4.4 paragraph 43(d) Onfido strongly welcomes the allowance of strong and reliable algorithms completing verification instead of the need for human verification. Nevertheless, we do still require clarity on what the wording “in the absence of human verification” means. Does this mean that operators can choose AI over humans to verify without issues, or is this only allowed where humans cannot do so for particular reasons? We assume this would be the former, and if so, we would recommend that this be clarified in text to avoid misinterpretations at the national level.

4.4 paragraph 44(b/c) Onfido believes that staff knowledge may not be required in each and every videoconference if a trained AI is overseeing physical and psychological reactions during the videoconference, whilst the employee holding the interview will also be provided with the guide.

4.4 paragraph 45 again does not appear to take a technology neutral approach. Similar to our comments about paragraph 43(c), it fails to take into account solutions which are widely used in the European market and effectively uphold existing KYC requirements. In essence, paragraph 45 is disproportionate in terms of what it seeks to achieve. There are already a number of solutions on the market that provide high levels of security to financial services operators and effectively support them in meeting their KYC requirements without the need for randomness (these include, yet are not limited to, document and biometric checks).

Paragraph 50(a) To ensure consistency throughout the guidance the paragraph should specify that the level of assurance to be determined should be “in relation to reducing substantially the risk of impersonation, misuse or alteration of the identity” as set out in paragraph 48. The subparagraph should therefore read “determine the level of assurance in relation to reducing substantially the risk of impersonation, misuse or alteration of the identity based on the elements of technical specifications and procedures outlined in the Annex to Regulation (EU) 2015/1502”.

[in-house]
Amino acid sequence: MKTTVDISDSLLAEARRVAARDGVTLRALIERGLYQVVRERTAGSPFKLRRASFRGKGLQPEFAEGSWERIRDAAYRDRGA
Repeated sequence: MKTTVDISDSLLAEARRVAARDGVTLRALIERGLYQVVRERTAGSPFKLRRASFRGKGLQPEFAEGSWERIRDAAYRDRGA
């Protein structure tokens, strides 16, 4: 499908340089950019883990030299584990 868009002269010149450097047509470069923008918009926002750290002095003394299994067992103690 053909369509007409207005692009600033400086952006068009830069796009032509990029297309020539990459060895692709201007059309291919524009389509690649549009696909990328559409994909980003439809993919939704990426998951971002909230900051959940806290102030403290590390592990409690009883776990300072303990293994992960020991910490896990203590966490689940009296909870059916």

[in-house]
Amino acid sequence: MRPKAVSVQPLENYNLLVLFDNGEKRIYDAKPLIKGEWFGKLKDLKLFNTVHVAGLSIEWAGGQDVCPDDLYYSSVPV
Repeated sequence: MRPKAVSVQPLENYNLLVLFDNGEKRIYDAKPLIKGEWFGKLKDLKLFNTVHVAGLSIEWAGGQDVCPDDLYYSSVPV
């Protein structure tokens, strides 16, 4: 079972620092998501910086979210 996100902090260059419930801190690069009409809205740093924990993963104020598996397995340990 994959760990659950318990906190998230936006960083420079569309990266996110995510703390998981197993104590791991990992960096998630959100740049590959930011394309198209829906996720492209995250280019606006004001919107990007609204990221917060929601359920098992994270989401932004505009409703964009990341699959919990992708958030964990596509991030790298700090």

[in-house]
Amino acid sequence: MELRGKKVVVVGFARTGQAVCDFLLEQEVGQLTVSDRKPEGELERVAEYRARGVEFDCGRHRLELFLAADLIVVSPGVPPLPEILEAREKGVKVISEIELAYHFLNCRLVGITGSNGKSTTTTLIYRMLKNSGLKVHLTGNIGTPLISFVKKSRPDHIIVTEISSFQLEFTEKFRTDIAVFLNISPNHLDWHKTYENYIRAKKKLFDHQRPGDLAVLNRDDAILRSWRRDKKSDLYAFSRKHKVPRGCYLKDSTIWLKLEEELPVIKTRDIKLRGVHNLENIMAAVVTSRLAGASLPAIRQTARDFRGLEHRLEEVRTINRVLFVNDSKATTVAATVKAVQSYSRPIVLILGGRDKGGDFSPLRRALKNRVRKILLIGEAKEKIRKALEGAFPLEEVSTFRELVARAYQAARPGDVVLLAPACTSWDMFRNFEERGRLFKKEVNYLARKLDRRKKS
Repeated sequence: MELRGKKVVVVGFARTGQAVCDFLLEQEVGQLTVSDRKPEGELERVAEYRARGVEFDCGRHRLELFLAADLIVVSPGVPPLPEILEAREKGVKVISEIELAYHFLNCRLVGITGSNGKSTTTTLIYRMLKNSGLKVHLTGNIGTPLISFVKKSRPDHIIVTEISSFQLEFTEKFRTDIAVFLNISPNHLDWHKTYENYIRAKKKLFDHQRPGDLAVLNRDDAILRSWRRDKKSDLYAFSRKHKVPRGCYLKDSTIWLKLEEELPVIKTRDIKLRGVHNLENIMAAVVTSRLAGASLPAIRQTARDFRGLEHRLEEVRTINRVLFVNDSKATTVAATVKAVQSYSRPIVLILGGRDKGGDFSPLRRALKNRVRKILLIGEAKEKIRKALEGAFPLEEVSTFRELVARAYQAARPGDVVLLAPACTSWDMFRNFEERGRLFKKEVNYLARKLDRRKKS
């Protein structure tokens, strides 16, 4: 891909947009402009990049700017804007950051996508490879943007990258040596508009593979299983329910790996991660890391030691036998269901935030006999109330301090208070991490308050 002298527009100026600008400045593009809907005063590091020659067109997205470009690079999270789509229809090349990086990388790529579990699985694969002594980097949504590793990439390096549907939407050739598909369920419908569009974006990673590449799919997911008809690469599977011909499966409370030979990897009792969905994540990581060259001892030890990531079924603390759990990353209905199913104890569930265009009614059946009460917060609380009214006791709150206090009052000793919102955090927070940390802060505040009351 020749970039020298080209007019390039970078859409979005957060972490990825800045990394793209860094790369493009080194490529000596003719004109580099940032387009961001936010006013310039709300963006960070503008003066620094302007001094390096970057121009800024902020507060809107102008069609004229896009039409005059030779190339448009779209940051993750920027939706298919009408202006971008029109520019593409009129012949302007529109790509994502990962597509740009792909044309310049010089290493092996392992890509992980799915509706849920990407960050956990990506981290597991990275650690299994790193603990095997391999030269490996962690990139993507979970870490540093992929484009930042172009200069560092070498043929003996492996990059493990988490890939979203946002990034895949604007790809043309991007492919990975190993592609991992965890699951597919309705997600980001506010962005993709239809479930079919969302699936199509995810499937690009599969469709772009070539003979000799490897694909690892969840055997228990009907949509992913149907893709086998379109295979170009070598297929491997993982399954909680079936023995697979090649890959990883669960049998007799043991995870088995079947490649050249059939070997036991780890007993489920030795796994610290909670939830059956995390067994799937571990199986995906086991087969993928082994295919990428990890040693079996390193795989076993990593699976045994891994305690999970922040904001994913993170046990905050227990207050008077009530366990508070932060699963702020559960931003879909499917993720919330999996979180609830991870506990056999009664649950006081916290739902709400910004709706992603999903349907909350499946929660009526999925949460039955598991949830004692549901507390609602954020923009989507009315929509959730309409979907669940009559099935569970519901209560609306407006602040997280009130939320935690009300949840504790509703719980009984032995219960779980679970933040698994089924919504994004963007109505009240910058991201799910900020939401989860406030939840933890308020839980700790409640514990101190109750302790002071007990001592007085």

Service providers that are “regulated, recognised, approved or accepted by the relevant national authorities”, should be recognised as such throughout the EU.
4.6.2 paragraph 59(b) The phrasing “access to the data is strictly limited and registered;” may prevent the development of future data consortiums for the purposes of AML, which would in fact improve existing systems and reduce fraud. Paragraph 59 is indeed not needed, as it duplicates existing horizontal legislation, in particular GDPR. Duplication of legislation is unnecessary and adds additional complexity and burden to all parties without adding any value and, as such, it should be removed.

Furthermore, section 4.6 also would merit from providing guidance at the national level with regards to sub-outsourcing. Overall, we consider that the upcoming AML Regulation’s Article 40 will improve the current landscape and lead to a more harmonised application of outsourcing rules. Nevertheless, neither Article 40, nor these guidelines encompass sub-outsourcing. To effectively harmonise the EU outsourcing regime and create further certainty for CDD service providers, a common approach to sub-outsourcing should also be included within the guidelines.

This is especially important as tech businesses/startups in the AML space tend to specialise on specific elements of the CDD process (i.e. remote customer onboarding). To effectively compete with Big Tech and established players, such businesses need to be able to cooperate with other businesses to provide one joint solution. In the area of eKYC and CDD this is achieved in many instances through sub- outsourcing of the services which an outsourced company is not specialised in. This allows for businesses to remain specialised and to develop higher-end solutions, whilst remaining competitive in the wider CDD marketplace by being sub-outsourced.

We would therefore recommend the inclusion of a paragraph that clarifies how sub-outsourcing should be allowed as long as certain criteria are met (i.e. this has been agreed upon between the outsourced party and the operator, regular reviews/monitoring can still occur, etc.)